One person died in the hospital, and workers pulled four more bodies from the wreckage, the mayor said.
Scores of rescue workers remained on the massive pile of rubble, working to find survivors among the more than 150 people who remain unaccounted for. Four of the dead have been identified and next of kin notified, the mayor said.
Four days after Thursday’s collapse, authorities and loved ones fear the toll will go much higher.
As rotating teams of rescuers used heavy machinery and power tools to clear the rubble from the top and tunnel in from below, the Noriega family hoped that their 92-year-old matriarch, Hilda Noriega, had somehow survived.
When Mike Noriega heard that part of the condominium tower where his grandmother lived had collapsed, he rushed with his father to the scene. They arrived at a nightmarish 30-foot pile of broken concrete and mangled metal, the remains of the 12-story building known as Champlain Towers South.
But among the flying debris, they stumbled across mementos that bore witness to Hilda’s life on the sixth floor: an old picture of her with her late husband and their infant son, and a birthday card that friends from her prayer group sent two weeks earlier with the acronym “ESM,” Spanish for “hand-delivered,” scrawled across the yellow envelope with a butterfly etching.
“There was a message in the mess of all this,” said Mike Noriega, who last spoke with his grandmother the day before the disaster. “It means not to give up hope. To have faith.”
Surfside Mayor Charles Burkett sought to assure families Sunday that rescuers were working nonstop. “Nothing else on our mind, with the only objective of pulling their family members out of that rubble,” he told ABC’s “This Week.”
“We’re not going to stop doing that—not today, not tomorrow, not the next day. We’re going to keep going until everybody’s out.”
The Noriega family described Hilda as a fiercely independent and vivacious retiree—in Mike’s words, “the youngest 92-year-old I know … 92 going on 62.”
Hilda Noriega had called Champlain Towers South home for more than 20 years. But six years after her husband’s death, she was ready to leave. The condo was for sale, and she planned to move in with family.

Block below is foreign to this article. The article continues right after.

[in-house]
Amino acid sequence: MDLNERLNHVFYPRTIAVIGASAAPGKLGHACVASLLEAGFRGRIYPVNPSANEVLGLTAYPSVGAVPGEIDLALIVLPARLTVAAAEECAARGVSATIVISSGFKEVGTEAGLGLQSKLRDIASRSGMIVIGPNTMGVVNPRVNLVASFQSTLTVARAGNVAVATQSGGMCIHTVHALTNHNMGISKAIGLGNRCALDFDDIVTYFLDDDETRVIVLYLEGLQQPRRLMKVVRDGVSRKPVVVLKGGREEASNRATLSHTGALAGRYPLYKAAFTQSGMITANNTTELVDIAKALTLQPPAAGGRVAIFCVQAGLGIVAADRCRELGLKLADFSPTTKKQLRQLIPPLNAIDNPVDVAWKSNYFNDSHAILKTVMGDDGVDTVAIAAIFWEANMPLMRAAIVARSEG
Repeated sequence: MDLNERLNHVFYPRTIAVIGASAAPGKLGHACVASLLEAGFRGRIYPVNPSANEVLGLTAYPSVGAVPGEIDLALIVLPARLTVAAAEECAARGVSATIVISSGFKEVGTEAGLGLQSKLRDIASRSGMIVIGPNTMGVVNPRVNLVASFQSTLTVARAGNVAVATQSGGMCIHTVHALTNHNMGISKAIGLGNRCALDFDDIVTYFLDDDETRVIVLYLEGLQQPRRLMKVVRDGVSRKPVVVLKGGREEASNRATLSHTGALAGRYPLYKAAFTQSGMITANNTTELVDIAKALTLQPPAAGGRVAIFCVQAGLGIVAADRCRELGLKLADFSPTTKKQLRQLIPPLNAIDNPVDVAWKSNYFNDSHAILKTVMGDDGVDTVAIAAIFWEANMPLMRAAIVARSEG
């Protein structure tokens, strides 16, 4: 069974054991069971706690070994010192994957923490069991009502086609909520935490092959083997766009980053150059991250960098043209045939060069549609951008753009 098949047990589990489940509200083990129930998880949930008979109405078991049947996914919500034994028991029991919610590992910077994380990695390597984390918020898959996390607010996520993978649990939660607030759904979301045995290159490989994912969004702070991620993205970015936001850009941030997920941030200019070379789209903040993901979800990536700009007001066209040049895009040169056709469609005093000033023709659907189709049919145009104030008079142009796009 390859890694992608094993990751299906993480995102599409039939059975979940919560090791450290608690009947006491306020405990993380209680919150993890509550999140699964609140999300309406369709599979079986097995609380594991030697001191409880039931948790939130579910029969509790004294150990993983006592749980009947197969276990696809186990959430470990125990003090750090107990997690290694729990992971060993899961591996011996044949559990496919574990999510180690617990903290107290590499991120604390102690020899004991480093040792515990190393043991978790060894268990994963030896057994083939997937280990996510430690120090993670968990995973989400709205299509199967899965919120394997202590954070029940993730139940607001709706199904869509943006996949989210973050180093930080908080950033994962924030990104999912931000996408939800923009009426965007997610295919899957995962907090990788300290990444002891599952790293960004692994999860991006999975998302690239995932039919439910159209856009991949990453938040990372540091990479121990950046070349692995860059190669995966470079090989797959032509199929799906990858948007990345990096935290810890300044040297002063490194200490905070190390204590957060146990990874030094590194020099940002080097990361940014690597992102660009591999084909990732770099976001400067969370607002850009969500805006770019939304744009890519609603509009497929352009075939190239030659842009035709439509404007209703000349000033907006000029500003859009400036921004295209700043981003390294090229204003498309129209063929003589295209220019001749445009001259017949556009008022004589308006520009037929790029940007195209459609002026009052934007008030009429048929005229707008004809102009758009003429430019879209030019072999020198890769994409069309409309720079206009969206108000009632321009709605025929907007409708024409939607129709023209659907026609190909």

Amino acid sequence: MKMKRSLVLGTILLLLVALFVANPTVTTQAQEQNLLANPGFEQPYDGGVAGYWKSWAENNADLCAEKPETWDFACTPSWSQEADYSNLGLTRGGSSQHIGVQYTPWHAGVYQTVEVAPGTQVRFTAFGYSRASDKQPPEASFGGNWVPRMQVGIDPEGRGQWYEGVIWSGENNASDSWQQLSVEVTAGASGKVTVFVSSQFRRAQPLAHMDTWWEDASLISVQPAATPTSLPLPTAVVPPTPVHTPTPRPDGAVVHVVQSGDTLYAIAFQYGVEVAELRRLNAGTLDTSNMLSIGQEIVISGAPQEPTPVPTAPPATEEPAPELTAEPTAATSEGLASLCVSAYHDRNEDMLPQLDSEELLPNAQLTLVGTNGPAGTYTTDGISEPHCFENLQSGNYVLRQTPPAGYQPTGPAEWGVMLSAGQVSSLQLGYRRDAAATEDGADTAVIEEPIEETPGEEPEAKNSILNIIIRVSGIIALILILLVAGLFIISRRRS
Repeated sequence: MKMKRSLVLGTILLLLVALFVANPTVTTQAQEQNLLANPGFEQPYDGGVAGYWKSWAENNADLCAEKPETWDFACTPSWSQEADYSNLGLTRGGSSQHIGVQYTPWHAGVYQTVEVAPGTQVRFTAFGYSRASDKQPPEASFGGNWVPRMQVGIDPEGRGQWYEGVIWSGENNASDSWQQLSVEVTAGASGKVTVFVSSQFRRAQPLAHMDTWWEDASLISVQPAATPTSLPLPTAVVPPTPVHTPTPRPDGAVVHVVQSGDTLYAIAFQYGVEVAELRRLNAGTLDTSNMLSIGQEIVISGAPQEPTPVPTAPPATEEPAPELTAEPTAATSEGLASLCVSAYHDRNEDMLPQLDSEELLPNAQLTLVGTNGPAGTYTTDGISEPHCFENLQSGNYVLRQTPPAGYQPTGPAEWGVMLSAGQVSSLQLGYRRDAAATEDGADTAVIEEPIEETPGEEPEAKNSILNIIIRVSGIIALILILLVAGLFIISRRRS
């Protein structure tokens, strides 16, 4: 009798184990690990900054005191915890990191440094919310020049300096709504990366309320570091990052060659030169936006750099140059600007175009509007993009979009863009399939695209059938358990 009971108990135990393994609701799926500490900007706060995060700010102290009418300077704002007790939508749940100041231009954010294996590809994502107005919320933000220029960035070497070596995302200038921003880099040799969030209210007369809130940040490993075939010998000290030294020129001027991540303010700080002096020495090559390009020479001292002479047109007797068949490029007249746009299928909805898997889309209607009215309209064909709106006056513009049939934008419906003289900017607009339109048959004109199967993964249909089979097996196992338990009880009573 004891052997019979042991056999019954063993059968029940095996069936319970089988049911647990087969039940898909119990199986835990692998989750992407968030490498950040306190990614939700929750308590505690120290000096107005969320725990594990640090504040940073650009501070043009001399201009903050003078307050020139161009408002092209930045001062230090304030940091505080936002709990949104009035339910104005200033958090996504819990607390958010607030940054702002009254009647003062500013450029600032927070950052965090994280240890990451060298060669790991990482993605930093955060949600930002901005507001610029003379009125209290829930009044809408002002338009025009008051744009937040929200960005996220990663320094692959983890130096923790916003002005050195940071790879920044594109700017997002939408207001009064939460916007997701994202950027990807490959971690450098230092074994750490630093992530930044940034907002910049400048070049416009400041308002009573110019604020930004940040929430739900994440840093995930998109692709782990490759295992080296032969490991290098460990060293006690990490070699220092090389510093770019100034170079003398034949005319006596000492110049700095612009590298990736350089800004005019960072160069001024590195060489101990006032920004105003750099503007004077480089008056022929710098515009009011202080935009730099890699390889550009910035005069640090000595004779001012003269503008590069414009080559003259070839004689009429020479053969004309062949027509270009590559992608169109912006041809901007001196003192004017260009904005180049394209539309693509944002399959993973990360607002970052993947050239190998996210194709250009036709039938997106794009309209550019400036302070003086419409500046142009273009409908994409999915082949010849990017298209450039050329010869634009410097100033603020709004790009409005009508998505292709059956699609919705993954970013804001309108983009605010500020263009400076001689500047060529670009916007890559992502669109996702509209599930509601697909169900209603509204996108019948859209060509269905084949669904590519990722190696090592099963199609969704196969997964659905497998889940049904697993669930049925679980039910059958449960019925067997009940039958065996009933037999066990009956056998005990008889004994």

She loved living near the ocean and friends, but “when you lose a spouse, you want to be surrounded by family … and she wanted to spend more time with her family and grandchildren,” said Sally Noriega, Hilda’s daughter-in-law.
Hilda Noriega was a loving person who built a life with her husband and raised a family after coming to the United States from Cuba in 1960, her daughter-in-law said.
“She was just one of those people who from the first time she met a person she instantly loved that person, and that person instantly loved her,” Sally said.
Carlos Noriega, Hilda’s son and police chief of nearby North Bay Village, was one of the emergency responders atop the pile.
The Noriegas don’t entirely know what to make of the treasured mementos found amid the chaos, but Sally said: “We are a family of faith. We’ll just leave it at that.”
They are among dozens of anguished families awaiting word on the fate of loved ones. The wait has been agonizing.
The atmosphere inside a hotel ballroom where around 200 family members were being briefed by authorities Saturday was tense, two people present told The Associated Press on condition of anonymity to discuss the private conversations.
The two said families frustrated with the slow pace of recovery efforts had demanded they be allowed to go to the scene and attempt a collective shout—an attempt as much to find survivors as a cathartic farewell to those who had died.
A video posted online showed an official briefing families. When he said they had found remains among the rubble, people began sobbing.
Late Saturday, four of the victims were identified, as Stacie Dawn Fang, 54; Antonio Lozano, 83, and Gladys Lozano, 79; and Manuel LaFont, 54.
Burkett said a city official had led a cursory review of the nearby Champlain Towers North and Champlain Towers East buildings but “didn’t find anything out of the ordinary.”
The news came after word of a 2018 engineering report that showed the building, which was built in 1981, had “major structural damage” to a concrete slab below its pool deck that needed extensive repairs, part of a series of documents released by the city of Surfside.
Further documentation showed the estimated cost of the repairs would total over $9 million. That included more than $3.8 million for garage, entrance and pool remediation and nearly $3.2 million for fixes to the exterior façade.
While officials said no cause for the collapse early Thursday has been determined, Florida Gov. Ron DeSantis said a “definitive answer” was needed in a timely manner.
By Joshua Goodman and Russ Bynum